Botulism or Ticks Likely Caused Australian Horse Deaths

After three weeks of laboratory testing, Australian officials have determined that botulism or a scrub tick infestation likely caused the deaths of 22 horses at a Kooralbyn, Queensland, property, according to a Nov. 2 press release from Biosecurity Queensland.

"Botulism is a bacteria that lives in soil and produces a toxin that affects the nervous system if ingested," said Queensland Chief Biosecurity Officer Jim Thompson. "The other likely scenario is scrub tick poisoning. Witnesses have reported that the horses first noticed to be in distress on Oct. 6 had been carrying large numbers of ticks. Fatal infestations of scrub tick on adult horses have been recorded in the past."

According to a fact sheet from the New South Wales, Australia, Department of Primary Industries, scrub ticks--also known as paralysis ticks--are native to Australia and are most frequently found on the nation's East Coast. The arachnids "inject a toxin causing paralysis that can be fatal in domestic animals, both pets and livestock," and "more than 80,000 cases of tick toxicosis, mainly in domestic pets are treated each year in eastern Australia."

Thompson said both botulism and scrub tick infestations are known to cause "progressive muscular paralysis, as was seen with these horses." He added that it is often difficult to differentiate between the two conditions.

Laboratory tests ruled out several possible causes of death including:

  • Hendra virus;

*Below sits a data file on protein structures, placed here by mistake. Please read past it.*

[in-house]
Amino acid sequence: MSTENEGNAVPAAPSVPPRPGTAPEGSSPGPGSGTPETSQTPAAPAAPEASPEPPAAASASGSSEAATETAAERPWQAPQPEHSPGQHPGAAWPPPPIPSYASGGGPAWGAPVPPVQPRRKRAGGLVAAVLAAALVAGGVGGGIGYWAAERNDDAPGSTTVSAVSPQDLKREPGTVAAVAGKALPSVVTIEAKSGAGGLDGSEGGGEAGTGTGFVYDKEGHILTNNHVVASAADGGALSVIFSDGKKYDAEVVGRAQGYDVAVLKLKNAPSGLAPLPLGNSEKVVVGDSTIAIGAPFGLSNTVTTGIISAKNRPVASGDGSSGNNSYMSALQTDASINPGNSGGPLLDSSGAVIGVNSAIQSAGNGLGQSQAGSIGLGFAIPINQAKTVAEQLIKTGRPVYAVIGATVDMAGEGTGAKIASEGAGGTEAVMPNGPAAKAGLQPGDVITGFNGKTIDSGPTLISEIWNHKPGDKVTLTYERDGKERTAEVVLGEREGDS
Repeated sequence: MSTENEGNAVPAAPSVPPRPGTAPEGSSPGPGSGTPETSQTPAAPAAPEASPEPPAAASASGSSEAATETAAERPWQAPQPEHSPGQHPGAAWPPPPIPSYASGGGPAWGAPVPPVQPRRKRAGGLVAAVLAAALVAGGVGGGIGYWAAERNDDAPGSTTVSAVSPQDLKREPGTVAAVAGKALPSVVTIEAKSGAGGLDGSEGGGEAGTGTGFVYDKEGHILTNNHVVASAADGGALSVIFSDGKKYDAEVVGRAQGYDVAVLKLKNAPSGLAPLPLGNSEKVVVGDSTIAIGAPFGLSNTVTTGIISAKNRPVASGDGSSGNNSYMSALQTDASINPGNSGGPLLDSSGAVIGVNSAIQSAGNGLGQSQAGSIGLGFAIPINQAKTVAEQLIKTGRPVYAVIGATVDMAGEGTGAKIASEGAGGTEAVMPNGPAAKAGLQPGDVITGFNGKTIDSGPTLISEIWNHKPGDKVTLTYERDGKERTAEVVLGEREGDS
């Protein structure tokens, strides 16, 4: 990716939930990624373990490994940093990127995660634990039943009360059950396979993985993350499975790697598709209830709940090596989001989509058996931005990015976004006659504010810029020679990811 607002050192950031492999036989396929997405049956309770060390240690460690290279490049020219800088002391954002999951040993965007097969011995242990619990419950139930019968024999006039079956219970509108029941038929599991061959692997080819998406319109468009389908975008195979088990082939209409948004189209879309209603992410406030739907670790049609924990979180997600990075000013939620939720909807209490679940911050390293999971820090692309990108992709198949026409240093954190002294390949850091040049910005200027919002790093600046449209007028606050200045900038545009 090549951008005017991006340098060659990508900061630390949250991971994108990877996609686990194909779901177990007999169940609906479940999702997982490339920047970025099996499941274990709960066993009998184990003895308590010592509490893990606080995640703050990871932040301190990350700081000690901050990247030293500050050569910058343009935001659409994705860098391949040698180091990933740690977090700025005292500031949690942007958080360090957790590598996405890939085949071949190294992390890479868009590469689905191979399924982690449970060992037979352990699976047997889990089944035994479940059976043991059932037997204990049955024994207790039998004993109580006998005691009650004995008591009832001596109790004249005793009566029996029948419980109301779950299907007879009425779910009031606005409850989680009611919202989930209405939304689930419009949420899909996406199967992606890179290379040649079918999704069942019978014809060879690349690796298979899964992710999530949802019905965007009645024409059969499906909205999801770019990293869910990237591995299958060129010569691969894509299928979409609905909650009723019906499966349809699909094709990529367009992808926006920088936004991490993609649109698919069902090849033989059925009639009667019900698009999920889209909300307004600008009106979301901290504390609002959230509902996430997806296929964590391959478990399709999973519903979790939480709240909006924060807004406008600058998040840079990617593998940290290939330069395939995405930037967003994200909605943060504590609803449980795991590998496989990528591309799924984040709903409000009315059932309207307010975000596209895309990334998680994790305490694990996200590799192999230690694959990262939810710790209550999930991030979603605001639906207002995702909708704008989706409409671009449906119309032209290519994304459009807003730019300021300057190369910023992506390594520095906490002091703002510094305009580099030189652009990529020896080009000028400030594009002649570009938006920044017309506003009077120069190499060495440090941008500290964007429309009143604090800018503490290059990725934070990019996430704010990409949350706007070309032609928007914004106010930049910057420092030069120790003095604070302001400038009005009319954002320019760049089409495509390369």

• Pesticide ingestion;
  • Heavy metal poisoning;
  • Toxic plant ingestion
  • Water contamination; and
  • Deliberate poisoning.

"This has been an unusual and complex case," Thompson said. "Biosecurity Queensland worked closely with the attending private veterinarian and Queensland Health to test a range of samples from the horses and the paddock where they were kept.

"Despite carrying out such a thorough investigation, we know from experience that test results don't always pinpoint an exact cause of death," he concluded. "However based on the circumstances, Biosecurity Queensland believes scrub ticks or botulism were most likely responsible in this case."

About the Author

Erica Larson, News Editor

Erica Larson, News Editor, holds a degree in journalism with an external specialty in equine science from Michigan State University in East Lansing. A Massachusetts native, she grew up in the saddle and has dabbled in a variety of disciplines including foxhunting, saddle seat, and mounted games. Currently, Erica competes in three-day eventing with her OTTB, Dorado, and enjoys photography in her spare time.

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